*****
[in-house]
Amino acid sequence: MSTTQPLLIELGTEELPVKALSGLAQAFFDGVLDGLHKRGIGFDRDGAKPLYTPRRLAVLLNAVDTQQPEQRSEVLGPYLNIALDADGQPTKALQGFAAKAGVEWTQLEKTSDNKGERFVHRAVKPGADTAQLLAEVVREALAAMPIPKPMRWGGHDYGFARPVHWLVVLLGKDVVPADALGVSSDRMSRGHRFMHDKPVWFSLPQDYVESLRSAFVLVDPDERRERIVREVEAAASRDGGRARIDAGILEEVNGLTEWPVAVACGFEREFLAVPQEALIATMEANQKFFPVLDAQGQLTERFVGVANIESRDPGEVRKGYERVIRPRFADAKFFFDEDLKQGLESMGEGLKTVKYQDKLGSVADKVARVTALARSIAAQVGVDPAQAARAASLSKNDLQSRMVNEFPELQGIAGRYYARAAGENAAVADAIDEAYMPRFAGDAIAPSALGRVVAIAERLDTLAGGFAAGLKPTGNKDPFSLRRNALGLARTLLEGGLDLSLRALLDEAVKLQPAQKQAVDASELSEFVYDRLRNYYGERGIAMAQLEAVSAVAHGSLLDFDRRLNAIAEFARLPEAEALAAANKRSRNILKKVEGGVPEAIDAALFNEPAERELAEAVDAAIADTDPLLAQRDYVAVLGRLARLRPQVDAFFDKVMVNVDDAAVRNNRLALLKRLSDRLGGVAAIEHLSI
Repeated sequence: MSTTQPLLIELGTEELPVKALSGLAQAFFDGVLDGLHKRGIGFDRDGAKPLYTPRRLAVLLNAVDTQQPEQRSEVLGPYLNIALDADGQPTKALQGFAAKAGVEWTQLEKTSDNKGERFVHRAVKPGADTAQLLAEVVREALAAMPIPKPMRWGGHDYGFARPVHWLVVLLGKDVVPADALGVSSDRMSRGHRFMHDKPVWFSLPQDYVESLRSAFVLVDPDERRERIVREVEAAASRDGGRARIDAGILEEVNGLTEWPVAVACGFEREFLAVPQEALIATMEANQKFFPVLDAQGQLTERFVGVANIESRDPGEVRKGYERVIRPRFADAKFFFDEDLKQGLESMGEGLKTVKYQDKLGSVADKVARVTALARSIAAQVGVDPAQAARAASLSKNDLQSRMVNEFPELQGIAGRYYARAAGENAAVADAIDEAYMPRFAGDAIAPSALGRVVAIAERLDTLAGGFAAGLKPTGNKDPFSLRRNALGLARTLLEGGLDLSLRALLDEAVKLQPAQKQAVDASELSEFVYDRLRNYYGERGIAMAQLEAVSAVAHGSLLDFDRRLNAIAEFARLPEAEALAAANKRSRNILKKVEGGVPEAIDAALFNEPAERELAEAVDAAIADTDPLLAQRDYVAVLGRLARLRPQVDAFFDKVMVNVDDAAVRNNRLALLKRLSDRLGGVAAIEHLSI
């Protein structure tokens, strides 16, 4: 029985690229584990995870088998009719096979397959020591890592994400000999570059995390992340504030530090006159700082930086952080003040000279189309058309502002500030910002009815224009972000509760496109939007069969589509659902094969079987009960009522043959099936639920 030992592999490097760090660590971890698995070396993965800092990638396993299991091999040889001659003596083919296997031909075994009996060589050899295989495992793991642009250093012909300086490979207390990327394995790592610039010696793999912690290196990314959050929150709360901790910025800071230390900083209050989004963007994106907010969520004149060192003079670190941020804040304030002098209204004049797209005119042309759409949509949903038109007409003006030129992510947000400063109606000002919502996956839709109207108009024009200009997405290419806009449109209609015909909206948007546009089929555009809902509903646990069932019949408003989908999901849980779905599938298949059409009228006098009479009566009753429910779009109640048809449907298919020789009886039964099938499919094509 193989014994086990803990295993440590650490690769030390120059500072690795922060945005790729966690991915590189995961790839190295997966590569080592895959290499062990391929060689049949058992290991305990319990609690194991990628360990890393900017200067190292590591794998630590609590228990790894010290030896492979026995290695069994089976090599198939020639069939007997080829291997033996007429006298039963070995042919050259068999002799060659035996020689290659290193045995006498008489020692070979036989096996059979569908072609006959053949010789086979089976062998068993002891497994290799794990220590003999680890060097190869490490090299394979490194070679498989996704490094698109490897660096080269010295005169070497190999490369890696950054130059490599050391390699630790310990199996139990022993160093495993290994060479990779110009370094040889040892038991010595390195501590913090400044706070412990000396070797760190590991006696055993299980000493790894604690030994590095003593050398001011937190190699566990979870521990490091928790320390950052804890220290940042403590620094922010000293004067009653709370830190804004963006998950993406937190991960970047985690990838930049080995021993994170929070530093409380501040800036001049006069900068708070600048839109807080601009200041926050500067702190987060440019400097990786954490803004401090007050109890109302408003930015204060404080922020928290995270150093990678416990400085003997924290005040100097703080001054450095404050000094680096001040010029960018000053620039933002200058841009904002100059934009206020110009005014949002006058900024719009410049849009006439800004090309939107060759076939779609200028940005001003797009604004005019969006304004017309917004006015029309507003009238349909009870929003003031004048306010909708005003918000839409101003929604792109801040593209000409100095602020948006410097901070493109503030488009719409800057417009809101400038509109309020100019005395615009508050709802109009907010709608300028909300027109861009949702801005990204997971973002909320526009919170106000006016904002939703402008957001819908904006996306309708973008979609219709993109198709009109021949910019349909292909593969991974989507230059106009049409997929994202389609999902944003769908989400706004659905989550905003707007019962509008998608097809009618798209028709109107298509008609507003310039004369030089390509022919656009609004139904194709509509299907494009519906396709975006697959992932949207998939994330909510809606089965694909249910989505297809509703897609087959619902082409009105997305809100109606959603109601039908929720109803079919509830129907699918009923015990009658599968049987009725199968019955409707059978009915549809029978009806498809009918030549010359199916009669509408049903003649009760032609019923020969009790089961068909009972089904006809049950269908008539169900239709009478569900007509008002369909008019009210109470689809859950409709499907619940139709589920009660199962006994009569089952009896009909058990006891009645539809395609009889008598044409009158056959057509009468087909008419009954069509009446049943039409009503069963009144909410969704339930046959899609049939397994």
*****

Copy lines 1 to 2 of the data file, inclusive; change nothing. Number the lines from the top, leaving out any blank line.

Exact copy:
[in-house]
Amino acid sequence: MSTTQPLLIELGTEELPVKALSGLAQAFFDGVLDGLHKRGIGFDRDGAKPLYTPRRLAVLLNAVDTQQPEQRSEVLGPYLNIALDADGQPTKALQGFAAKAGVEWTQLEKTSDNKGERFVHRAVKPGADTAQLLAEVVREALAAMPIPKPMRWGGHDYGFARPVHWLVVLLGKDVVPADALGVSSDRMSRGHRFMHDKPVWFSLPQDYVESLRSAFVLVDPDERRERIVREVEAAASRDGGRARIDAGILEEVNGLTEWPVAVACGFEREFLAVPQEALIATMEANQKFFPVLDAQGQLTERFVGVANIESRDPGEVRKGYERVIRPRFADAKFFFDEDLKQGLESMGEGLKTVKYQDKLGSVADKVARVTALARSIAAQVGVDPAQAARAASLSKNDLQSRMVNEFPELQGIAGRYYARAAGENAAVADAIDEAYMPRFAGDAIAPSALGRVVAIAERLDTLAGGFAAGLKPTGNKDPFSLRRNALGLARTLLEGGLDLSLRALLDEAVKLQPAQKQAVDASELSEFVYDRLRNYYGERGIAMAQLEAVSAVAHGSLLDFDRRLNAIAEFARLPEAEALAAANKRSRNILKKVEGGVPEAIDAALFNEPAERELAEAVDAAIADTDPLLAQRDYVAVLGRLARLRPQVDAFFDKVMVNVDDAAVRNNRLALLKRLSDRLGGVAAIEHLSI